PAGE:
The saloon is where all people of the frontier gather after a rough day out in The Wild West. The Saloon Owner is the one who makes sure the taps keep a flowing, the dancers dancing, and the wenches wenching. He or she often keeps tabs on anyone and everyone who comes through the pub, from the Bounty Hunter looking for a lead on his latest mark, the Railroad Baron trying to get frisky with one of the dancers, or The Gunslinger who's just busted several jawbones.
The Saloon Owner comes in several varieties: He might be the somewhat-sympathetic pub owner willing to help the sheriff (or some other heroic character) for the right price. Other times, the Saloon Owner cares for nothing but power, and he uses his drinking establishment as a front or center of operations for illegitimate enterprises. In either case, he may be a Wasteland Elder who lavishes preferred customers or allies with free goods and services.
Newcomers and unfamiliar patrons best take heed: most of the people working at the saloon are the Saloon Owner's eyes and ears. Depending on their moral fabric, some Saloon Owners may bring you in to the deputy, while others will instead gladly exploit you for their personal gain.
- Joan Crawford's Vienna from Johnny Guitar is one of the most iconic protagonist examples in Western films, with a sympathetic and tragic backstory moreover. She was a moll to gunslinger Johnny Logan who abandoned her, leaving her to find work as a showgirl and prostitute until she saved enough money to become a legitimate competent businesswoman. Vienna takes so much pride in her work that even when her saloon is targeted by the vengeful and evil posse, she pays off her employees and resolves to stay in the saloon and go down with her ship.
- No Name on the Bullet: Well-dressed Henry Reeger owns the local hotel and saloon, and spends most of the movie as one of the many townsmen terrified that he might be the target of hired assassin John Gant. This causes Reeger to take part in several efforts to run Gant out of town through legal chicanery or mob force (although he remains more sympathetic than some of the others paranoid about Gant). It's never revealed why he thinks Gant is after him, although it's implied that Reeger might be a retired outlaw or saloonkeeper from a less peaceful town, given that Gant seems to know his name (although it isn't Reeger he's after) and twice addresses him as "Dutch", a nickname no one else in town has ever heard Reeger called before, and which makes him more nervous and defensive about Gant.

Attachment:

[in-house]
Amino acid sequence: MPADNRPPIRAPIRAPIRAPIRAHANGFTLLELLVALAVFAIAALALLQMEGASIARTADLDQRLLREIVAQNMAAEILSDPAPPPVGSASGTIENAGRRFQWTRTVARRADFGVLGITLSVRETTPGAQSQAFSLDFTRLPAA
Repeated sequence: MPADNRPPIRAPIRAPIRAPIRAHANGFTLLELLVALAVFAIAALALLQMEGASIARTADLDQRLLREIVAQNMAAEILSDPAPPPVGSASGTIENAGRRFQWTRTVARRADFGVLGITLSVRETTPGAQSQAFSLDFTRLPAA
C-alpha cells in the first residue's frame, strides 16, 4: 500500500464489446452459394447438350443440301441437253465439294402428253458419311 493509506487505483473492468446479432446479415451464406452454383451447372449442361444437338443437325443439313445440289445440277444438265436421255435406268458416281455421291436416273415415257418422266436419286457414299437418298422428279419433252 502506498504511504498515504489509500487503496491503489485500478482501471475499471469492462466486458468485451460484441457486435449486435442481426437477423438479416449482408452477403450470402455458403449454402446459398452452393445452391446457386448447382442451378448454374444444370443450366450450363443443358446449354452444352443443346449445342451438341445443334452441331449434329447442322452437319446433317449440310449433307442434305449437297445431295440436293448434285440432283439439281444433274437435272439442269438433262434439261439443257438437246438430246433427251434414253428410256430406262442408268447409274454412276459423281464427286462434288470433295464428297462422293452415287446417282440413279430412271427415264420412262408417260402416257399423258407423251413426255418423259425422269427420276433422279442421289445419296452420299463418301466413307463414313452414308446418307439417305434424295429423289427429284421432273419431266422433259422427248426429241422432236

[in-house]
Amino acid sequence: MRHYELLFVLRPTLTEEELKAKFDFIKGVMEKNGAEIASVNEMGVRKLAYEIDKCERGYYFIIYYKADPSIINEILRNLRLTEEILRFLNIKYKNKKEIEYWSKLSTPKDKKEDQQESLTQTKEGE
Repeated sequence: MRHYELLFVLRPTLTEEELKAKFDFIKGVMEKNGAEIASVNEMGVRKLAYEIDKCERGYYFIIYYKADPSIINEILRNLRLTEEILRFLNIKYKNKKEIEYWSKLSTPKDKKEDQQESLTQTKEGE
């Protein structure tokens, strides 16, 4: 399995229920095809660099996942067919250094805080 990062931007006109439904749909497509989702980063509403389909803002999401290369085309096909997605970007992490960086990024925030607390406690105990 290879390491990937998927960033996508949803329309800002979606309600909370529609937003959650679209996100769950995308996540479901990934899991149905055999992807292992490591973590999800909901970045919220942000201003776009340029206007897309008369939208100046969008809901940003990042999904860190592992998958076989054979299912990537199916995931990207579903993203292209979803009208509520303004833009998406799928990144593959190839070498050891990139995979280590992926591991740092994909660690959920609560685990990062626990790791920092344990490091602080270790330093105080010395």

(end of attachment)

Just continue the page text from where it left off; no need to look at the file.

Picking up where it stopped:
- Milt, the owner/operator of the saloon in Tombstone where the Earp brothers set up their card game. He really only has one scene and doesn't do much; he's mostly memorable for not believing Wyatt when he introduces himself.
- Skinny, from Unforgiven. Decides to put Ned's corpse on display (or was told to by Little Bill), prompting Clint Eastwood to blow him down with a shotgun and deliver one of the best lines of his career: "He should've armed himself, if he's gonna decorate his saloon with my friend."
- In Yojimbo and its remakes, the Nameless Protagonist is helped by the local tavern owner.
- Stake Land features a post apocalyptic example with a guy running a bar in one of the last towns holding off the vampires and discussing things about the local threats with Mister. While his actual ownership of the place isn't confirmed, given how people and jobs are stretched thinner, its implied.
- Mr. McGarrity in A Tree Grows in Brooklyn owns the saloon where Johnny Nolan indulges his alcoholism. He's a Jaded Washout type with rotten kids (he wanted a "refined" family and it's specifically mentioned that he hoped his children would be ashamed of him for owning a saloon; instead, they're proud) and a wife who fits the typical female mold of this character and cheats on him with the patrons. To combat the disappointment of all this, he begins to live vicariously through Johnny, listening to his stories about his wife and children and pretending they're his own, and even tries ineffectually to get in with Katie after Johnny dies.